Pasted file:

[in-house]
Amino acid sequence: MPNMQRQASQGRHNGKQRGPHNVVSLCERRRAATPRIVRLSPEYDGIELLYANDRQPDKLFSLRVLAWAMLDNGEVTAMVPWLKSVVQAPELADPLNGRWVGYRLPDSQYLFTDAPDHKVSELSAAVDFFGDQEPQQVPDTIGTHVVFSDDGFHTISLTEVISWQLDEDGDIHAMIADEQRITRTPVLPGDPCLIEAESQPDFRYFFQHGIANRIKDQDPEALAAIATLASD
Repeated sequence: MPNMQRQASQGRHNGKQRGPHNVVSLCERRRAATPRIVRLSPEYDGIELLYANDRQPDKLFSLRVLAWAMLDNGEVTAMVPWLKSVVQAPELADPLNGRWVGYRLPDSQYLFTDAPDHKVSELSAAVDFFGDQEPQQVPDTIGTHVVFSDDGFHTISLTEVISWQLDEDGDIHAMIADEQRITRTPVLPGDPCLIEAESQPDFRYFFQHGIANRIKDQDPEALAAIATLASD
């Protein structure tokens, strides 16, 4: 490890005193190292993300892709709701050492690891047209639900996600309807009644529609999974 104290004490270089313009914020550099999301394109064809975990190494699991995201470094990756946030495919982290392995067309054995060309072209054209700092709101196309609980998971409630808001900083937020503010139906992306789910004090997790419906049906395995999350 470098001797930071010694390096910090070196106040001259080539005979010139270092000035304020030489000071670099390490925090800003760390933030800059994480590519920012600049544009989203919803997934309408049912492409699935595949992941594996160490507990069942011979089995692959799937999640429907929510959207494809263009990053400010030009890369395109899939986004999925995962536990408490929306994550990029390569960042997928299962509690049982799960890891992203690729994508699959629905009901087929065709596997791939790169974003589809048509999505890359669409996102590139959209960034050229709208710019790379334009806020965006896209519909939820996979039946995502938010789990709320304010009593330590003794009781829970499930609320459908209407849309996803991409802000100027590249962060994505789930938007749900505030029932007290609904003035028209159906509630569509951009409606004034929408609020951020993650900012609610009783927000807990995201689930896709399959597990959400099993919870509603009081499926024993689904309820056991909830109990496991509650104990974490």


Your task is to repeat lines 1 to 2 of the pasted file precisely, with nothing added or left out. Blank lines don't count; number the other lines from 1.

[in-house]
Amino acid sequence: MPNMQRQASQGRHNGKQRGPHNVVSLCERRRAATPRIVRLSPEYDGIELLYANDRQPDKLFSLRVLAWAMLDNGEVTAMVPWLKSVVQAPELADPLNGRWVGYRLPDSQYLFTDAPDHKVSELSAAVDFFGDQEPQQVPDTIGTHVVFSDDGFHTISLTEVISWQLDEDGDIHAMIADEQRITRTPVLPGDPCLIEAESQPDFRYFFQHGIANRIKDQDPEALAAIATLASD